Background: Numerous clinical trials have established a role for implantable cardioverter-defibrillators in the prevention of sudden cardiac death in patients with heart failure. However, questions remain that regard the clinical benefit of these therapies in different patient subgroups. Specifically, the role of implantable cardioverter-defibrillators in women with heart failure for the primary prevention of sudden cardiac death has not been well established. Our objective is to determine whether implantable cardioverter-defibrillators reduce mortality in women with advanced heart failure.
Methods: We searched MEDLINE (1950-2008), EMBASE (1988-2008, week 24), the Cochrane Controlled Trials Register (third quarter, 2008), the National Institute of Health ClinicalTrials.gov database, the Food and Drug Administration Web site, and various reports presented at scientific meetings (1994-2007). Eligible studies were randomized controlled trials of implantable cardioverter/defibrillators for the primary prevention of sudden cardiac death in patients with heart failure that reported all-cause mortality as an outcome for the female population. Of the 2619 reports identified, 5 trials that enroll 934 women were included in the meta-analysis.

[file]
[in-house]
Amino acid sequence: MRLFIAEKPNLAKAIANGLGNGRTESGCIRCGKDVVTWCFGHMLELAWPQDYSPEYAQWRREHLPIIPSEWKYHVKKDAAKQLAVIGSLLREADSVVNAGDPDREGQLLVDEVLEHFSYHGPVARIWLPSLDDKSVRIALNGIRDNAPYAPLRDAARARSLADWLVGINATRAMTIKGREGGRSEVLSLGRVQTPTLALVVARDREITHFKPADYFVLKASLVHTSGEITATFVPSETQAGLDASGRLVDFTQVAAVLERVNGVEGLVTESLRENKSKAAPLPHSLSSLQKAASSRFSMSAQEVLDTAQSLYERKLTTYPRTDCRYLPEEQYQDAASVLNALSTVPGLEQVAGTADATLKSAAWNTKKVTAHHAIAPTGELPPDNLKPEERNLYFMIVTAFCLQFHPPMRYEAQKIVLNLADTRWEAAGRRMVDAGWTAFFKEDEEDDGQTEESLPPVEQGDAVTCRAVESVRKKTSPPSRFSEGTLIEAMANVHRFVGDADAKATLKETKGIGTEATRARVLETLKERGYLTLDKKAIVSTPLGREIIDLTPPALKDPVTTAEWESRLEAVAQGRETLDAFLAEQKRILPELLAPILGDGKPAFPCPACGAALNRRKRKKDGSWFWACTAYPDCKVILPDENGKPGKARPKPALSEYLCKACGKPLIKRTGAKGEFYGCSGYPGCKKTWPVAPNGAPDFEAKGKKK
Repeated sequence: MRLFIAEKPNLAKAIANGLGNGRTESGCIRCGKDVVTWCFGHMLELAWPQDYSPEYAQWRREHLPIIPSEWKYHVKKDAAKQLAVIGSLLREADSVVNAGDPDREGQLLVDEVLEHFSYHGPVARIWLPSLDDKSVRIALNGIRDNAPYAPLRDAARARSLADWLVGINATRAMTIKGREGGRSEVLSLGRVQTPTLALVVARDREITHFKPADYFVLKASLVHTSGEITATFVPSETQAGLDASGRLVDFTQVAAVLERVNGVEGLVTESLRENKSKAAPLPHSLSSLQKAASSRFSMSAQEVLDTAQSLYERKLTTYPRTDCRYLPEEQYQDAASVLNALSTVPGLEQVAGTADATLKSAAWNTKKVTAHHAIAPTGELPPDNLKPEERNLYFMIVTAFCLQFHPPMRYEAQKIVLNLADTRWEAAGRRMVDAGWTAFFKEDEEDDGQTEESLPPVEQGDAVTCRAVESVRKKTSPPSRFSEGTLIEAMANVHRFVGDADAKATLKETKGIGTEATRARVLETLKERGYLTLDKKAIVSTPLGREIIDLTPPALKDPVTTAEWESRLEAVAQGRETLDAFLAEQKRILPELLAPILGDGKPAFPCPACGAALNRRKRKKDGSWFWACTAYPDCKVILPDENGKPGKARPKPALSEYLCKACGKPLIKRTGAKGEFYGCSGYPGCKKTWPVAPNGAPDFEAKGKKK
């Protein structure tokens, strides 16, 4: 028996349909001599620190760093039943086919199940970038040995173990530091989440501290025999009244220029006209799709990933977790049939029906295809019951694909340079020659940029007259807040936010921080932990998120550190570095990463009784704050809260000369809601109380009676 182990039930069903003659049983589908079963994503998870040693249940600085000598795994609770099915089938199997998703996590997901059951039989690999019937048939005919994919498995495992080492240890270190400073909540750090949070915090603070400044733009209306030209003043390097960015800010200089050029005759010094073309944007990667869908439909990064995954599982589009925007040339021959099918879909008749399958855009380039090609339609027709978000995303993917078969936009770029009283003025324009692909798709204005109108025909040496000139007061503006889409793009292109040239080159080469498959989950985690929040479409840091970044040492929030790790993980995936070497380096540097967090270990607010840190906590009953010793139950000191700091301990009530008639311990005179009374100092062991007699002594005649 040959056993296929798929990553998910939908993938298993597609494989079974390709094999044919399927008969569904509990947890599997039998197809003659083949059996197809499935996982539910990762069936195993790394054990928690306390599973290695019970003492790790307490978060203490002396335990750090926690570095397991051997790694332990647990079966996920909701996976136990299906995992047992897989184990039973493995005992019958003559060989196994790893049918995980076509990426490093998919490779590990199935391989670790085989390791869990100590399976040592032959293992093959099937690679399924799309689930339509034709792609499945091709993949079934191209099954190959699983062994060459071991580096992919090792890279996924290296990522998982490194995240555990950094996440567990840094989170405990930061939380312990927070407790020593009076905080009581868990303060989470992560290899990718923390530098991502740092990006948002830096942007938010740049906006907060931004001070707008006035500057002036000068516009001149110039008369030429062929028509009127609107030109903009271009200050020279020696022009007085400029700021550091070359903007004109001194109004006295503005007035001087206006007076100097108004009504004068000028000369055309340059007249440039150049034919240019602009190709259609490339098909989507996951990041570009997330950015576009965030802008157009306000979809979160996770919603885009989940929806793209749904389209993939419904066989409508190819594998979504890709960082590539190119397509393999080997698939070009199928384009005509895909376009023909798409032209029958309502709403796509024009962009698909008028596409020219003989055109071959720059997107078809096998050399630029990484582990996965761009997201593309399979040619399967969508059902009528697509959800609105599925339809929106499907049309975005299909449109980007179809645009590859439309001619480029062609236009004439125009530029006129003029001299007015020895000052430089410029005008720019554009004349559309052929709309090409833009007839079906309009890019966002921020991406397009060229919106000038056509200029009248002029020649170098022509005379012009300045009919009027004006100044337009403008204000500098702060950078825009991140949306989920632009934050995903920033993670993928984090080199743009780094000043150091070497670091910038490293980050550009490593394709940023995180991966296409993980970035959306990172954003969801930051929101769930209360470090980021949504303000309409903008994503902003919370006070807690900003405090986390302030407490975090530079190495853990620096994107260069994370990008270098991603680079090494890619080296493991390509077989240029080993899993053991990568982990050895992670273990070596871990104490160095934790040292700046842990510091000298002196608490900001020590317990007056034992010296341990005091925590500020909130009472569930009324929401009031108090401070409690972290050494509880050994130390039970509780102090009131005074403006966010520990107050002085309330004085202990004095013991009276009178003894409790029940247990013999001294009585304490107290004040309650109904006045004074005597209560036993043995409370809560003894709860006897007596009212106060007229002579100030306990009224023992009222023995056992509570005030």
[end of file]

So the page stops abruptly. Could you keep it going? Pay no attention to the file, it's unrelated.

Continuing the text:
Results: Pooled data from the 5 trials revealed no statistically significant decrease in all-cause mortality in women with heart failure who receive implantable cardioverter-defibrillators (hazard ratio, 1.01; 95% confidence interval, 0.76-1.33).
Conclusions: Implantable cardioverter-defibrillator therapy for the primary prevention of sudden cardiac death in women does not reduce all-cause mortality. Further studies are needed to investigate the reasons for this ob servation and to define the population of women who may benefit most from implantable cardioverter-defibrillator therapy.